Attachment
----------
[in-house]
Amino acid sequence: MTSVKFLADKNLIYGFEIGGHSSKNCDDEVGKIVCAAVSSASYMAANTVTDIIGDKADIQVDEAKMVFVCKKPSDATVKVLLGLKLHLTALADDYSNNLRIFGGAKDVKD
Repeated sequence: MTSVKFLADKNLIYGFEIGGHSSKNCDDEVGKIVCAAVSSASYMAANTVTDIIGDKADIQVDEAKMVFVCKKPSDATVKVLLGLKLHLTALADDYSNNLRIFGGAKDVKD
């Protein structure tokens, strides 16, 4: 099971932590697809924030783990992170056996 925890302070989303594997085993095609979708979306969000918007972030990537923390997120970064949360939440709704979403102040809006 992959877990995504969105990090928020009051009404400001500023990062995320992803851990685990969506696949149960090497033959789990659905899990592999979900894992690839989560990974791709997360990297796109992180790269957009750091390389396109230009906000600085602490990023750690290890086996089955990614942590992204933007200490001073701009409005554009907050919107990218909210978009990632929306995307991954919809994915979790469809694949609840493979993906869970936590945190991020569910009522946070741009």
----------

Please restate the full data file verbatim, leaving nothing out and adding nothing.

[in-house]
Amino acid sequence: MTSVKFLADKNLIYGFEIGGHSSKNCDDEVGKIVCAAVSSASYMAANTVTDIIGDKADIQVDEAKMVFVCKKPSDATVKVLLGLKLHLTALADDYSNNLRIFGGAKDVKD
Repeated sequence: MTSVKFLADKNLIYGFEIGGHSSKNCDDEVGKIVCAAVSSASYMAANTVTDIIGDKADIQVDEAKMVFVCKKPSDATVKVLLGLKLHLTALADDYSNNLRIFGGAKDVKD
């Protein structure tokens, strides 16, 4: 099971932590697809924030783990992170056996 925890302070989303594997085993095609979708979306969000918007972030990537923390997120970064949360939440709704979403102040809006 992959877990995504969105990090928020009051009404400001500023990062995320992803851990685990969506696949149960090497033959789990659905899990592999979900894992690839989560990974791709997360990297796109992180790269957009750091390389396109230009906000600085602490990023750690290890086996089955990614942590992204933007200490001073701009409005554009907050919107990218909210978009990632929306995307991954919809994915979790469809694949609840493979993906869970936590945190991020569910009522946070741009």